The anticodon nuclease (ACNase) PrrC is silenced by a DNA restriction-modification (RM) protein and activated by a phage T4-encoded restriction inhibitor. The activation is driven by GTP hydrolysis while dTTP, which accumulates during the infection, stabilizes the active form. We show here, first, that the ABC-ATPase N-domains of PrrC can accommodate the two nucleotides simultaneously. Second, mutating a sequence motif that distinguishes the N-domain of PrrC from typical ABC-ATPases implicates three residues in the specificity for dTTP. Third, failure to bind dTTP or its deprivation hastened the centrifugal sedimentation of PrrC, possibly due to exposed sticky PrrC surfaces. Fourth, dTTP inhibited the GTPase activity of PrrC, probably by preventing GDP from leaving. These observations, correlated with relevant traits of a related ACNase, further suggest that PrrC utilizes GTP at canonical ABC-ATPase sites and binds dTTP to distinct sites exposed upon disruption of the ACNase-silencing interaction with the RM partner.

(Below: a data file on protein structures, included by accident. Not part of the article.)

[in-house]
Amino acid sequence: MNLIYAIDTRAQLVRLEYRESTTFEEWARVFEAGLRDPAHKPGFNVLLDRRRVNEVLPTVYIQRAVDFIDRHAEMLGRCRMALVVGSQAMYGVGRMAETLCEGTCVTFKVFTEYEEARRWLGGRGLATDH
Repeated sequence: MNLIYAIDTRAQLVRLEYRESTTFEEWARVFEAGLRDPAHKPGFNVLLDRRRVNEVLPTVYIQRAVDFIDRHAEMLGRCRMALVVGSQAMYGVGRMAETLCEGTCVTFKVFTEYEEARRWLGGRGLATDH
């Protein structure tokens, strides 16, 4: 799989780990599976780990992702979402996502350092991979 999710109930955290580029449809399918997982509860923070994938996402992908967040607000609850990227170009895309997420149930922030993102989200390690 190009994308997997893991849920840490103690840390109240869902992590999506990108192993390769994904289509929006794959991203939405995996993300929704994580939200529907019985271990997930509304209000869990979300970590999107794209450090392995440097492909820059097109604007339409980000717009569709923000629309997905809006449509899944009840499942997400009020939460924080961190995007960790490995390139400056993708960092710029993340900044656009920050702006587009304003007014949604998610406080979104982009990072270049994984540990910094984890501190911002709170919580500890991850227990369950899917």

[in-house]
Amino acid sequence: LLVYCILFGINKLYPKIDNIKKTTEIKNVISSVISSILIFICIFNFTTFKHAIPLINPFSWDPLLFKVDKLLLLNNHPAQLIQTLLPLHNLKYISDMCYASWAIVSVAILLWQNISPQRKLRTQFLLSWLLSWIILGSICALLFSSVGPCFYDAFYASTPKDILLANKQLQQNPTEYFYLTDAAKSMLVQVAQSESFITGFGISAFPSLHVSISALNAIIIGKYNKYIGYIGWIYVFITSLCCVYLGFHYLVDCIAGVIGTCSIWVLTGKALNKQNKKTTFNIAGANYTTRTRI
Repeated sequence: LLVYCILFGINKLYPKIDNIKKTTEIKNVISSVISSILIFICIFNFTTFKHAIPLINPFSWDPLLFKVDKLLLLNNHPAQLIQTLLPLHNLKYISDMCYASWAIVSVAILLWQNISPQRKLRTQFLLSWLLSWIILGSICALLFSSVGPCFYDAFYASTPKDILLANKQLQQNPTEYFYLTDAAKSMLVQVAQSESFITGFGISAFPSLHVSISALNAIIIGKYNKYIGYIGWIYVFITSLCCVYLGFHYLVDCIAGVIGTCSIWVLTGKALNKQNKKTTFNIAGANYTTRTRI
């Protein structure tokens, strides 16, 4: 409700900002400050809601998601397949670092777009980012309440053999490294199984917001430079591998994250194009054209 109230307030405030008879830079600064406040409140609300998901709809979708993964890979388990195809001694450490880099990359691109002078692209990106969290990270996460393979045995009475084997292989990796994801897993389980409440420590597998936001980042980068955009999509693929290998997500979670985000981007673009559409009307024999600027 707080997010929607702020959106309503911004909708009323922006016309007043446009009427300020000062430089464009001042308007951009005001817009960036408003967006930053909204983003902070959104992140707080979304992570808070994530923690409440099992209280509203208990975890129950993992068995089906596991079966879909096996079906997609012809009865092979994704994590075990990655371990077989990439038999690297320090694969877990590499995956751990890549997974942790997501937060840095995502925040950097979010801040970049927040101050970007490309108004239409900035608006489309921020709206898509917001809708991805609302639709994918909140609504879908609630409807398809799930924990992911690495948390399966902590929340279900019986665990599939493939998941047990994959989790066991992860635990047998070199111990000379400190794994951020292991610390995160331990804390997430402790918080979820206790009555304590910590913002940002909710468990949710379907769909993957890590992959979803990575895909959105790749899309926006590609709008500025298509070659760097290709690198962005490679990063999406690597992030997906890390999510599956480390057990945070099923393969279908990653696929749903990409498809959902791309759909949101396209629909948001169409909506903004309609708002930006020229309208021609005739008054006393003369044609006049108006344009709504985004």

- Anticodon nuclease
- DNA restriction and anti-restriction
- DTTP binding
- Phage T4-exclusion